Tuesday, December 22, 2009


I was taking eggs out of a carton to make breakfast. They were all white and perfect until I turned the middle one over as I pulled it out of its nook. A concentric break at its narrow end with little cracks running from the first circle out to the farthest. I stood wondering whether to use it or not-- if it were cooked through, would I still get sick?

As I was making coffee I realized that the broken egg had to have been a dream, because we were out of eggs. Turned the dream over in my mind-- how boring, I wouldn't even tell anyone about such a mundane dream. I forgot about it by the time I got to work.

At the grocery later, I called my son. I'd forgotten the list. He read out the items, including, of course, the eggs. Without recalling the dream, I checked prices, considered who'd be here over the week (three egg eaters, including my stepdaughter) and splurged on the carton of 18. Checked them all for breaks. Carefully put it in its own bag so the eggs wouldn't be crushed by heavy items or heated by the roast chicken.

My arms's in a brace because I'm having a bout of bursitis, so most of the heavy stuff goes in my backpack, the light, fragile stuff I hand carry out the door. This being New York, I don't have a car, so I only buy what I can carry. I get to the curb and hear a soft rustling and then a definite plop. The egg bag has escaped to the sidewalk. I open the carton and turn over the middle egg, exactly the one that had been broken in my dream, and was relieved that this one wasn't broken exactly the same way.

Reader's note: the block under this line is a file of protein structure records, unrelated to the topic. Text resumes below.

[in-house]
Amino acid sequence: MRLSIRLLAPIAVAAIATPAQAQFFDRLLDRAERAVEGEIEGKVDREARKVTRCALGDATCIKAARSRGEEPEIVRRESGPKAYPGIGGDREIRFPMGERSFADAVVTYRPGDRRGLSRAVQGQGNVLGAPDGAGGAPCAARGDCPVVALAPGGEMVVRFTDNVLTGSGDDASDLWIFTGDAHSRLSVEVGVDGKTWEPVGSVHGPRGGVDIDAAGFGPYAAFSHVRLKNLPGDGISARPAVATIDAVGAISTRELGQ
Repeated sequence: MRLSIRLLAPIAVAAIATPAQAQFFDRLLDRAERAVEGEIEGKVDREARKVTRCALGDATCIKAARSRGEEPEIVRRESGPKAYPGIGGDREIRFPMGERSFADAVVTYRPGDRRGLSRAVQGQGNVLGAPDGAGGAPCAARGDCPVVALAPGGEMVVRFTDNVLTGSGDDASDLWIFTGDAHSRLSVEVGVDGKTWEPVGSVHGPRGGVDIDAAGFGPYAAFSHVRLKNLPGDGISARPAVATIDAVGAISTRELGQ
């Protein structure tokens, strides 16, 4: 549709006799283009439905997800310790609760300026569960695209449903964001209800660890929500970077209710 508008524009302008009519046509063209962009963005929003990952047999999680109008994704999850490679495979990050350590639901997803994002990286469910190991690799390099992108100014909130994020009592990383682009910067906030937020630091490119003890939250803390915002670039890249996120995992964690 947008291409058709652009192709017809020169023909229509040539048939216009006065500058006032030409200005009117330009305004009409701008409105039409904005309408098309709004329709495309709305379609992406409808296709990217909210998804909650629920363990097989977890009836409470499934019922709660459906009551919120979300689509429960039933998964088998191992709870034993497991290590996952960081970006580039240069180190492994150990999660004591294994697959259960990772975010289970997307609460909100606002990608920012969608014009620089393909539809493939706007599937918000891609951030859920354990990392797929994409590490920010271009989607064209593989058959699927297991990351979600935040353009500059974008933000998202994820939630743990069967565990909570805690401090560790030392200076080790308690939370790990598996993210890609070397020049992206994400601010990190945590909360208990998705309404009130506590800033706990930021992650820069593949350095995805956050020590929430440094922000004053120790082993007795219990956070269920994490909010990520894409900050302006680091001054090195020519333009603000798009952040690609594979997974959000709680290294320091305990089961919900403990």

As I walked home through the park, careful now that the eggs had already fallen once, I thought of the dreams of Jesse dying. I've never dreamed of anything bad happening to Jesse's younger brother. He is always safe. Was this mundane egg dream a test of the system?

When I got home I found that 8 other eggs had been broken also, exactly like the egg in my dream. So much so that the smallest circle of shell popped into the bowl as I emptied each egg, yolk and all, while college helped unload the rest of the groceries.
As any good French girl would do with eggs broken after breakfast, I made a triple size custard. It's sitting in its bain-marie now, slowly becoming solid.


  1. You know, there are few people who can write with sincerity and insight about the death and grief and the unconscious and in the same small essay convince me they were fated to have custard for dinner.

    I swear ... you and your talent....

  2. It was a damn fine custard, too, I might add. Took a few days to get through it though. Hope you had a great xmas and will have a happy new year.


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